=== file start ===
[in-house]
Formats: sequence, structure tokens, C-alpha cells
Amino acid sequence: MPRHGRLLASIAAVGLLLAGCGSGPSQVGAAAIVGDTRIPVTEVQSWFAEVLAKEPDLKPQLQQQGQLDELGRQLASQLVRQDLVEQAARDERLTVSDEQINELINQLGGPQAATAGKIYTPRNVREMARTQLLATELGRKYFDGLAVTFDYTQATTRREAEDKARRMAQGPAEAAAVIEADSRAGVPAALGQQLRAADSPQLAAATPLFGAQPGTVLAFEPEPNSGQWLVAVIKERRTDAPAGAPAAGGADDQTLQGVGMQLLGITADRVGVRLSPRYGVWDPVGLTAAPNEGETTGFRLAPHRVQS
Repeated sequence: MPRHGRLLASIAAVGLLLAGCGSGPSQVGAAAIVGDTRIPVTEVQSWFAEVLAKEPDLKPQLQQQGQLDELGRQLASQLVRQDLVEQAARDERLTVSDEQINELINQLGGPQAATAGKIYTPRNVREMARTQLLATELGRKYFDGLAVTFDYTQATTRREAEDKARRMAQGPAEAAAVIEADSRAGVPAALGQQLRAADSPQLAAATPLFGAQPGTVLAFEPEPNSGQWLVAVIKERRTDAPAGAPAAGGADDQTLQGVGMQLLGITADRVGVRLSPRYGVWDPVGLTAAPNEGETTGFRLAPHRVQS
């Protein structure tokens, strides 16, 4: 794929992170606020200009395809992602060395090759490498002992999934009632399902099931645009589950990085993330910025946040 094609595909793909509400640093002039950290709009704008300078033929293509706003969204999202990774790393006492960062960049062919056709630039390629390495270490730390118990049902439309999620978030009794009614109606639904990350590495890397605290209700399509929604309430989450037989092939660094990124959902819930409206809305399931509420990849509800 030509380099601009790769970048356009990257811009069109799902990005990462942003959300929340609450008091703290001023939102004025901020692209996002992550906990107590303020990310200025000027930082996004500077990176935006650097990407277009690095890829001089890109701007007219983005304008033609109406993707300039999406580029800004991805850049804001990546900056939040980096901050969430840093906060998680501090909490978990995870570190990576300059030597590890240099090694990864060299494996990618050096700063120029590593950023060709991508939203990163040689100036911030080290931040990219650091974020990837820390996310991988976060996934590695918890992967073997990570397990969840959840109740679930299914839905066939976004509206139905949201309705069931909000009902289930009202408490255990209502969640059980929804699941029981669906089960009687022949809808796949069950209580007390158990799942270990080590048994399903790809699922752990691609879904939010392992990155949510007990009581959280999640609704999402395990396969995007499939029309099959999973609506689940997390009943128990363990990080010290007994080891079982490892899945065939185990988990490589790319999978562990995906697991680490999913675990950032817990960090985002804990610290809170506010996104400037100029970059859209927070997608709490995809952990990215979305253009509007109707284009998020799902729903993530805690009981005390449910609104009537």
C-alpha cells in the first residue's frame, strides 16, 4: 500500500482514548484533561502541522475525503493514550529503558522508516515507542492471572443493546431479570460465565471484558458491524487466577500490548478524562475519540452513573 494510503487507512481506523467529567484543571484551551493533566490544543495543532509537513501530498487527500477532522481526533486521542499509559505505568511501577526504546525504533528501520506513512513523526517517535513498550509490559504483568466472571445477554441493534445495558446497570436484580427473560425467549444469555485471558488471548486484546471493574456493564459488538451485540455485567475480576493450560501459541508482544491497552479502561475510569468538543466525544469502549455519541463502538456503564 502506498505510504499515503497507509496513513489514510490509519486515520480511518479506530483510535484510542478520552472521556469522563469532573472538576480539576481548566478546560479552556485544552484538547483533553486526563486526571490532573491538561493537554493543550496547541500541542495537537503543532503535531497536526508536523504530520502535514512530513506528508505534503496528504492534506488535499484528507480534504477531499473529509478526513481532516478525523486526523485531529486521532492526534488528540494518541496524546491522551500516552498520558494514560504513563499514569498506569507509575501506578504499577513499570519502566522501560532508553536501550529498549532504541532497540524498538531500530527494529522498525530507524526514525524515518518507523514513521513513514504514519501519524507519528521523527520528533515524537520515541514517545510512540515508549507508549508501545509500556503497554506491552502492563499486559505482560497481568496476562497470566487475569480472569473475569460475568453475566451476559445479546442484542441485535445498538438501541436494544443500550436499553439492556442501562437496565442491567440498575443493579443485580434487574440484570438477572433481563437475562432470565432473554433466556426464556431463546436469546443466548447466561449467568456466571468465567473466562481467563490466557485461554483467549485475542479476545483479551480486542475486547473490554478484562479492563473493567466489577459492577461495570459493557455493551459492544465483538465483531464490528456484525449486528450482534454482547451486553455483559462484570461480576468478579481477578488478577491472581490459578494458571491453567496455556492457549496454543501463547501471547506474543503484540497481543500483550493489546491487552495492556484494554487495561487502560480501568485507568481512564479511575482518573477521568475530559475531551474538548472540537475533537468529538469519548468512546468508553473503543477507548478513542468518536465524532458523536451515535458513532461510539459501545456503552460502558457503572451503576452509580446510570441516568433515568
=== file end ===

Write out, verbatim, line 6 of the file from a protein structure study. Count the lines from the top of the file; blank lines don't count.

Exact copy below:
C-alpha cells in the first residue's frame, strides 16, 4: 500500500482514548484533561502541522475525503493514550529503558522508516515507542492471572443493546431479570460465565471484558458491524487466577500490548478524562475519540452513573 494510503487507512481506523467529567484543571484551551493533566490544543495543532509537513501530498487527500477532522481526533486521542499509559505505568511501577526504546525504533528501520506513512513523526517517535513498550509490559504483568466472571445477554441493534445495558446497570436484580427473560425467549444469555485471558488471548486484546471493574456493564459488538451485540455485567475480576493450560501459541508482544491497552479502561475510569468538543466525544469502549455519541463502538456503564 502506498505510504499515503497507509496513513489514510490509519486515520480511518479506530483510535484510542478520552472521556469522563469532573472538576480539576481548566478546560479552556485544552484538547483533553486526563486526571490532573491538561493537554493543550496547541500541542495537537503543532503535531497536526508536523504530520502535514512530513506528508505534503496528504492534506488535499484528507480534504477531499473529509478526513481532516478525523486526523485531529486521532492526534488528540494518541496524546491522551500516552498520558494514560504513563499514569498506569507509575501506578504499577513499570519502566522501560532508553536501550529498549532504541532497540524498538531500530527494529522498525530507524526514525524515518518507523514513521513513514504514519501519524507519528521523527520528533515524537520515541514517545510512540515508549507508549508501545509500556503497554506491552502492563499486559505482560497481568496476562497470566487475569480472569473475569460475568453475566451476559445479546442484542441485535445498538438501541436494544443500550436499553439492556442501562437496565442491567440498575443493579443485580434487574440484570438477572433481563437475562432470565432473554433466556426464556431463546436469546443466548447466561449467568456466571468465567473466562481467563490466557485461554483467549485475542479476545483479551480486542475486547473490554478484562479492563473493567466489577459492577461495570459493557455493551459492544465483538465483531464490528456484525449486528450482534454482547451486553455483559462484570461480576468478579481477578488478577491472581490459578494458571491453567496455556492457549496454543501463547501471547506474543503484540497481543500483550493489546491487552495492556484494554487495561487502560480501568485507568481512564479511575482518573477521568475530559475531551474538548472540537475533537468529538469519548468512546468508553473503543477507548478513542468518536465524532458523536451515535458513532461510539459501545456503552460502558457503572451503576452509580446510570441516568433515568